• the weakness of the single currency . The decline of the euro started in 2021 and accelerated in 2022 and the euro reached parity with the dollar. The euro also depreciated against other currencies such as the Swiss franc. This fall in the euro increases the price of imports, including the price of fossil fuels in particular, and thus reinforces the effect of imported inflation. 

The main structural factors in favor of inflation are:

  • the effect of “the law of supply and demand” . The pandemic has affected ways of life and work and has changed certain needs. Purchases of certain products (computer and electronic goods, home improvement equipment, etc.) surged during and after the pandemic and exceeded business inventories. Some components such as semiconductors are difficult to obtain, even out of stock: prices are rising;
  • rising energy prices . After the lifting of Covid-related restrictions, energy prices rose massively. The consumer prices of gas, fuel and, to a lesser extent, electricity rose sharply in France between December 2020 and October 2021 (respectively by 41%, 21% and 3%). The trend continues in 2022: energy is, for more than a third, the main component of the inflation rate. The depletion of fossil fuels, as well as the ecological transition will continue to put energy prices under pressure;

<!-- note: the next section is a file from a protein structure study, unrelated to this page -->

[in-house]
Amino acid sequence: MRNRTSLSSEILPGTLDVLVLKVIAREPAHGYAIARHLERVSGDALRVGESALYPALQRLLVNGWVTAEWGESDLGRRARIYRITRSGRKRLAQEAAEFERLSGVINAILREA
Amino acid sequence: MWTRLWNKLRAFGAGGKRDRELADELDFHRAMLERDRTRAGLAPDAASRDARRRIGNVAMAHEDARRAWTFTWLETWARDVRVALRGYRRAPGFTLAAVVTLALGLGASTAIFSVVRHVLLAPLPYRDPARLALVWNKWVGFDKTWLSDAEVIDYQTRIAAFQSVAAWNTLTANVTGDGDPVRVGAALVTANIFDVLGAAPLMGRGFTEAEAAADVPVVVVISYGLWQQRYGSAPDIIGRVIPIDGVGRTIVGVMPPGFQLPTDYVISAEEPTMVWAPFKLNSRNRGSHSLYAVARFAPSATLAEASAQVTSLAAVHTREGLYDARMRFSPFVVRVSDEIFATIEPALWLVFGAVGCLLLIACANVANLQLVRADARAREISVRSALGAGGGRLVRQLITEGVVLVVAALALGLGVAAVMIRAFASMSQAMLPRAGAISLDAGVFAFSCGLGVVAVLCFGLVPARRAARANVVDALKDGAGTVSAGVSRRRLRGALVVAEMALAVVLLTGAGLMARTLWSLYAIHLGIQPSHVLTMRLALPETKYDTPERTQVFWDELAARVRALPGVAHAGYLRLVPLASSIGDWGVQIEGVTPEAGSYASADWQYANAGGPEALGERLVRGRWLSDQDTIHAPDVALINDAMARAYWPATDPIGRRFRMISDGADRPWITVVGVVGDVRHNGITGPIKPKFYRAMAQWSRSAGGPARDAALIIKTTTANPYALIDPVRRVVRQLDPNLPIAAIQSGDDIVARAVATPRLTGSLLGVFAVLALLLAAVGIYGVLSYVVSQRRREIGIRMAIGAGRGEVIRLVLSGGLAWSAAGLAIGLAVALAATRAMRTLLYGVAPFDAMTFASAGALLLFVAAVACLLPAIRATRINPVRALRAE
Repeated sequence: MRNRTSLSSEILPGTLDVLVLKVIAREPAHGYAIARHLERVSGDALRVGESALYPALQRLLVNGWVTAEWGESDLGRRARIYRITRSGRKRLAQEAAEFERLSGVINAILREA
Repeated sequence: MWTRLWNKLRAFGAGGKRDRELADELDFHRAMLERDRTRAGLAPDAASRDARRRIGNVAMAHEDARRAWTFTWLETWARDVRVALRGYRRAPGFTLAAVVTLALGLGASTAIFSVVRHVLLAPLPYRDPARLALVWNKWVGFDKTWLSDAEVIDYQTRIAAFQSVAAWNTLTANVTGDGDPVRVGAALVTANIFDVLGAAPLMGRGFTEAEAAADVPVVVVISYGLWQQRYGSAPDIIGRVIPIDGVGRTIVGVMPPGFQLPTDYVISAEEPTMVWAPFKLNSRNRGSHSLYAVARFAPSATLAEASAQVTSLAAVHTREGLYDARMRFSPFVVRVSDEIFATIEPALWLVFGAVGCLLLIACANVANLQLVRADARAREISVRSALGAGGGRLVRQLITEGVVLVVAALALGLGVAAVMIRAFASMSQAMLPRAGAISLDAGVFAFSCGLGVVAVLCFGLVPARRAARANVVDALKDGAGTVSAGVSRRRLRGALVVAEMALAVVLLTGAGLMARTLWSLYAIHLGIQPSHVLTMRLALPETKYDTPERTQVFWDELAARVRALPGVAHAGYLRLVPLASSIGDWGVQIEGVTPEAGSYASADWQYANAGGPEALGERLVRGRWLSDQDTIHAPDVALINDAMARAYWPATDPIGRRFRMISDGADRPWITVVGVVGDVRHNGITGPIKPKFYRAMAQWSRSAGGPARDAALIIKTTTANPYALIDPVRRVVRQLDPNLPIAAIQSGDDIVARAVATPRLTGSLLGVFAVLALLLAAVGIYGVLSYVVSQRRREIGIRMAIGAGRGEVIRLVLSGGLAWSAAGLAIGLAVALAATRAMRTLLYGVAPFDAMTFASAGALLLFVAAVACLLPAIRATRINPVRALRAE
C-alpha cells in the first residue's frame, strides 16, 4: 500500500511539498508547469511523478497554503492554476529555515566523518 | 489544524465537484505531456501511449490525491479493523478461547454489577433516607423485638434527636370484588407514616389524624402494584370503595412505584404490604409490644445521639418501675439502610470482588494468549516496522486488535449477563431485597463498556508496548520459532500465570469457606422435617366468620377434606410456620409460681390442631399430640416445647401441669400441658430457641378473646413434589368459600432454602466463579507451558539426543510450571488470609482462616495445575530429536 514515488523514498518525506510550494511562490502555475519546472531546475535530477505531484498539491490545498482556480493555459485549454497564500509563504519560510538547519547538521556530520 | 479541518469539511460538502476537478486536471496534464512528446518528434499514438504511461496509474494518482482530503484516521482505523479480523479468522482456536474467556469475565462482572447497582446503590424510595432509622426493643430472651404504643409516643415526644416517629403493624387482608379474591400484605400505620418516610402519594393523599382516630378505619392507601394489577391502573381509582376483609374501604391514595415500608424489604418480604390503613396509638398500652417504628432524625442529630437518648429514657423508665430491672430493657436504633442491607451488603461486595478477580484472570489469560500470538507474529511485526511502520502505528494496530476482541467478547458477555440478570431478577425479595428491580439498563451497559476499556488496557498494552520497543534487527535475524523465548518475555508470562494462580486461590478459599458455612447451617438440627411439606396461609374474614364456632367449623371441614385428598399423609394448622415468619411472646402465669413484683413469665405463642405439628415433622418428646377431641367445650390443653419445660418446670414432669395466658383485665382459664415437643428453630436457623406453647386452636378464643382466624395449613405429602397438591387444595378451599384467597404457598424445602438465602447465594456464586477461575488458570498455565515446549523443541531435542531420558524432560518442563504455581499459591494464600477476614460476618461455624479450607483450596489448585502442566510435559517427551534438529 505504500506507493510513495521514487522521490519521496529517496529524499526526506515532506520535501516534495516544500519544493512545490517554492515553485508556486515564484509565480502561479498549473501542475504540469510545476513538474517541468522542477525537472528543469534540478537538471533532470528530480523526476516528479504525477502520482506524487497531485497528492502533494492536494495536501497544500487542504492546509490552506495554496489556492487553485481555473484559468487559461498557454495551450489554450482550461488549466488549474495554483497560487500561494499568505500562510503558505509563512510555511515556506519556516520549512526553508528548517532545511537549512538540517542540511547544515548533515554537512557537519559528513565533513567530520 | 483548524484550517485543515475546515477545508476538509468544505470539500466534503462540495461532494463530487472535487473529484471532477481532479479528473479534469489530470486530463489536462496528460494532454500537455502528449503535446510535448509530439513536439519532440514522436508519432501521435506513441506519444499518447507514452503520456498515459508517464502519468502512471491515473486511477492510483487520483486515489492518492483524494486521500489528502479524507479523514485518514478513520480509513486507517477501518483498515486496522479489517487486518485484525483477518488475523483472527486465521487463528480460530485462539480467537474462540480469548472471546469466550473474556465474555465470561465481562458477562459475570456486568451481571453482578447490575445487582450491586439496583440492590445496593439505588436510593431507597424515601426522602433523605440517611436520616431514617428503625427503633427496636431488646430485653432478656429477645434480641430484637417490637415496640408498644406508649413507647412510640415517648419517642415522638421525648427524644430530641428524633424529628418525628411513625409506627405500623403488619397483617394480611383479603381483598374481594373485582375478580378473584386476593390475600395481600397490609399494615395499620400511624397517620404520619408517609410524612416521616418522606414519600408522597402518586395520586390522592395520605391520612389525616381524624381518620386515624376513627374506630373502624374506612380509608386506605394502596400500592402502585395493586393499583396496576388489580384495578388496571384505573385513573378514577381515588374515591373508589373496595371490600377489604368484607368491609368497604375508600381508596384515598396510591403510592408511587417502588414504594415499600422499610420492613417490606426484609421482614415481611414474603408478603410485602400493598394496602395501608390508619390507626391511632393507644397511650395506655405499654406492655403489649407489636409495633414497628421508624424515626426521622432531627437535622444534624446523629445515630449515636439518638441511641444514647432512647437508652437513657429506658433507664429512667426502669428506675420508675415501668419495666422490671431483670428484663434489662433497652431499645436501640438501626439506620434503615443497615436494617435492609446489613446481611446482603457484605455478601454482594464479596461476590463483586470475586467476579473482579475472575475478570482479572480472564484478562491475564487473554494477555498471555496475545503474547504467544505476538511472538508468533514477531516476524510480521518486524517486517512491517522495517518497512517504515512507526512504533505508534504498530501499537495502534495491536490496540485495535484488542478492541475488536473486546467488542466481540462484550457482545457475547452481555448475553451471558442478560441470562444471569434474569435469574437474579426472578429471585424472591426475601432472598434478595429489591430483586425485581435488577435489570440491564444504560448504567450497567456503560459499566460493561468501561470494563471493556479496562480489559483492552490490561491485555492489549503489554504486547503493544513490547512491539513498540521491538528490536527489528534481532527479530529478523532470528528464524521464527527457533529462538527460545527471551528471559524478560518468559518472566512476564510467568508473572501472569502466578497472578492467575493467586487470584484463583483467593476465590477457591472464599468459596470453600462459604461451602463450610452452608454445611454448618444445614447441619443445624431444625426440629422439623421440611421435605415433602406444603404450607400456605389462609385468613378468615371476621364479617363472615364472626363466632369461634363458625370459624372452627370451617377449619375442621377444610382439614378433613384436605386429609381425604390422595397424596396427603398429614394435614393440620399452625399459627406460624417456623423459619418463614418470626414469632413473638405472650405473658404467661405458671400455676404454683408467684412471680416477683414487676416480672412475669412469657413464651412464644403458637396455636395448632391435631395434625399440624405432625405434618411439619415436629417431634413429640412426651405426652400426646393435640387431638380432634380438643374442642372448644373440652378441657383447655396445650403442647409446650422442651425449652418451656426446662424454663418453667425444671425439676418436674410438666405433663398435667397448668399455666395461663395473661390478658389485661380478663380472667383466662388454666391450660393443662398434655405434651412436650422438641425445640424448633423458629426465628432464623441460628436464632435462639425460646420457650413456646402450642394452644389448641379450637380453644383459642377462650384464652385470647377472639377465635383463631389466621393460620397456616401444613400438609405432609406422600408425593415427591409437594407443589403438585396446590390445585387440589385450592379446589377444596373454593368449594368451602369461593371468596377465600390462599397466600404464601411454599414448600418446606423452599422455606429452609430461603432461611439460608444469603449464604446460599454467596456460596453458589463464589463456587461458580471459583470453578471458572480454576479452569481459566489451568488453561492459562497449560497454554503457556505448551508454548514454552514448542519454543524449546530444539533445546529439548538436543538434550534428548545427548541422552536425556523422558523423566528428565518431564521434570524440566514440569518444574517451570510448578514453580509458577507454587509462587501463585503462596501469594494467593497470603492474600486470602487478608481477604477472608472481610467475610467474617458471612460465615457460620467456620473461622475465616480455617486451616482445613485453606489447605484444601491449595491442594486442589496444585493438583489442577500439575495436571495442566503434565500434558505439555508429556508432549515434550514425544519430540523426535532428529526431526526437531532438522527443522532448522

• the monetary policy of central banks.  To counter the various crises since 2008, the main central banks have practiced a monetary policy known as quantitative easing ( quantitative easing), their traditional tools (particularly lower interest rates and reserve requirements) proving insufficient. This unconventional policy consists of massive purchases of financial assets, including public debt, to inject maximum liquidity into the economy, in order to revive the economy and inflation. For a long time, this policy mainly created inflation in financial assets (particularly equities) and real estate. Today, the colossal volumes of liquidity thus created face an economy whose production potential is more limited than before (effects of the pandemic and more fragmented global economy).